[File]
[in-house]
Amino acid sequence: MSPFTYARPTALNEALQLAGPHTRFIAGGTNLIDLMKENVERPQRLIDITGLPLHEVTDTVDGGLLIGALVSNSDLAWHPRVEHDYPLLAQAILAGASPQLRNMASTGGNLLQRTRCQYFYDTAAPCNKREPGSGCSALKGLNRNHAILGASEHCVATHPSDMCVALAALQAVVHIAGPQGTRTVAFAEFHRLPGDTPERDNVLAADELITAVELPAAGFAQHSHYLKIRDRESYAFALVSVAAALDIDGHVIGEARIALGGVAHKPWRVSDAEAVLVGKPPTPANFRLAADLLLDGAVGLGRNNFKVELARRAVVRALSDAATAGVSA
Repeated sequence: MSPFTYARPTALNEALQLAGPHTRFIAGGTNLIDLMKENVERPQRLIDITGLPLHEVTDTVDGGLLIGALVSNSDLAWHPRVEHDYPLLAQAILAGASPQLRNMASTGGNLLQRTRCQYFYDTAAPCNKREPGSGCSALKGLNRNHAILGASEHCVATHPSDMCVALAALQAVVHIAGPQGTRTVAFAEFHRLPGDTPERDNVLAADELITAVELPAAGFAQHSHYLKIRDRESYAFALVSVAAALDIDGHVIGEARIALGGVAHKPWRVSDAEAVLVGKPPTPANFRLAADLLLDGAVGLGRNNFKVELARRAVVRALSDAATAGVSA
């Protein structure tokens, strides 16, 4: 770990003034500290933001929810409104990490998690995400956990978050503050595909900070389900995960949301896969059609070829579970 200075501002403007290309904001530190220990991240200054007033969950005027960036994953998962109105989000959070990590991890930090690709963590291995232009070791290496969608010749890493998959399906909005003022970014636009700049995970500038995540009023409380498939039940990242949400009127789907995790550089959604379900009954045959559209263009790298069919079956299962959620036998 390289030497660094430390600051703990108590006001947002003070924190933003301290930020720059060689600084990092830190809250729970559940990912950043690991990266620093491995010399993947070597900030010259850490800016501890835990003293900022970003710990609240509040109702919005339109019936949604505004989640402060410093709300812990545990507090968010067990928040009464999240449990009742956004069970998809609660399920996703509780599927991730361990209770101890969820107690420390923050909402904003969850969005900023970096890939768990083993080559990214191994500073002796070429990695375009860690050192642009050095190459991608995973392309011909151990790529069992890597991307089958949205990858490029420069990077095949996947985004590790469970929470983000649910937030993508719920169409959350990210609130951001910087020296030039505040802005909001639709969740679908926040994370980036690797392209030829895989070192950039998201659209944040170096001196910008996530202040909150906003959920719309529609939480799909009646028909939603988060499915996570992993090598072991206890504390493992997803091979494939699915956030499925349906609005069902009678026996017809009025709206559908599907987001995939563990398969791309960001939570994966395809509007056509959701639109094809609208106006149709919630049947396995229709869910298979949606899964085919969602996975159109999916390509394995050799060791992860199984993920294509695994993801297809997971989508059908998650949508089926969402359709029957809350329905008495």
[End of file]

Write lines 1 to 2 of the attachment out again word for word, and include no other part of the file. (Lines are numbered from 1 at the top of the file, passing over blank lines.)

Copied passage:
[in-house]
Amino acid sequence: MSPFTYARPTALNEALQLAGPHTRFIAGGTNLIDLMKENVERPQRLIDITGLPLHEVTDTVDGGLLIGALVSNSDLAWHPRVEHDYPLLAQAILAGASPQLRNMASTGGNLLQRTRCQYFYDTAAPCNKREPGSGCSALKGLNRNHAILGASEHCVATHPSDMCVALAALQAVVHIAGPQGTRTVAFAEFHRLPGDTPERDNVLAADELITAVELPAAGFAQHSHYLKIRDRESYAFALVSVAAALDIDGHVIGEARIALGGVAHKPWRVSDAEAVLVGKPPTPANFRLAADLLLDGAVGLGRNNFKVELARRAVVRALSDAATAGVSA